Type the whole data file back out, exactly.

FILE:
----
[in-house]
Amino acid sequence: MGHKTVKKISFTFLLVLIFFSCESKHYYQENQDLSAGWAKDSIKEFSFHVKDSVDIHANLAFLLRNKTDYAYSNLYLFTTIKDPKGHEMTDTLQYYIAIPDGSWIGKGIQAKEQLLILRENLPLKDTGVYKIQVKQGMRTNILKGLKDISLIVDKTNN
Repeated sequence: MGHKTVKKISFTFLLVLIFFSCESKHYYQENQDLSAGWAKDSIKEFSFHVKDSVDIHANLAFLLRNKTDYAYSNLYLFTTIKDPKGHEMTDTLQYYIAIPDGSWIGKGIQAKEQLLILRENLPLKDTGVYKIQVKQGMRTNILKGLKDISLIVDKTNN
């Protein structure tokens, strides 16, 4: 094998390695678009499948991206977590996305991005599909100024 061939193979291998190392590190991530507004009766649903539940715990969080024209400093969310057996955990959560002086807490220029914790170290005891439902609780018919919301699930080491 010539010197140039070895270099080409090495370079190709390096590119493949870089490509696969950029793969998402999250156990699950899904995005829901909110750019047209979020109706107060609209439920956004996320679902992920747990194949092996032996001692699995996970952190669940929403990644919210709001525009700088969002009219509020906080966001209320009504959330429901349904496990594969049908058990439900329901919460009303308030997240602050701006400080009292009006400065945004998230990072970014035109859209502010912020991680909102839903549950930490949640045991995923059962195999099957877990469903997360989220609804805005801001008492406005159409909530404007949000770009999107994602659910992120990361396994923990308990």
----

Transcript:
[in-house]
Amino acid sequence: MGHKTVKKISFTFLLVLIFFSCESKHYYQENQDLSAGWAKDSIKEFSFHVKDSVDIHANLAFLLRNKTDYAYSNLYLFTTIKDPKGHEMTDTLQYYIAIPDGSWIGKGIQAKEQLLILRENLPLKDTGVYKIQVKQGMRTNILKGLKDISLIVDKTNN
Repeated sequence: MGHKTVKKISFTFLLVLIFFSCESKHYYQENQDLSAGWAKDSIKEFSFHVKDSVDIHANLAFLLRNKTDYAYSNLYLFTTIKDPKGHEMTDTLQYYIAIPDGSWIGKGIQAKEQLLILRENLPLKDTGVYKIQVKQGMRTNILKGLKDISLIVDKTNN
């Protein structure tokens, strides 16, 4: 094998390695678009499948991206977590996305991005599909100024 061939193979291998190392590190991530507004009766649903539940715990969080024209400093969310057996955990959560002086807490220029914790170290005891439902609780018919919301699930080491 010539010197140039070895270099080409090495370079190709390096590119493949870089490509696969950029793969998402999250156990699950899904995005829901909110750019047209979020109706107060609209439920956004996320679902992920747990194949092996032996001692699995996970952190669940929403990644919210709001525009700088969002009219509020906080966001209320009504959330429901349904496990594969049908058990439900329901919460009303308030997240602050701006400080009292009006400065945004998230990072970014035109859209502010912020991680909102839903549950930490949640045991995923059962195999099957877990469903997360989220609804805005801001008492406005159409909530404007949000770009999107994602659910992120990361396994923990308990």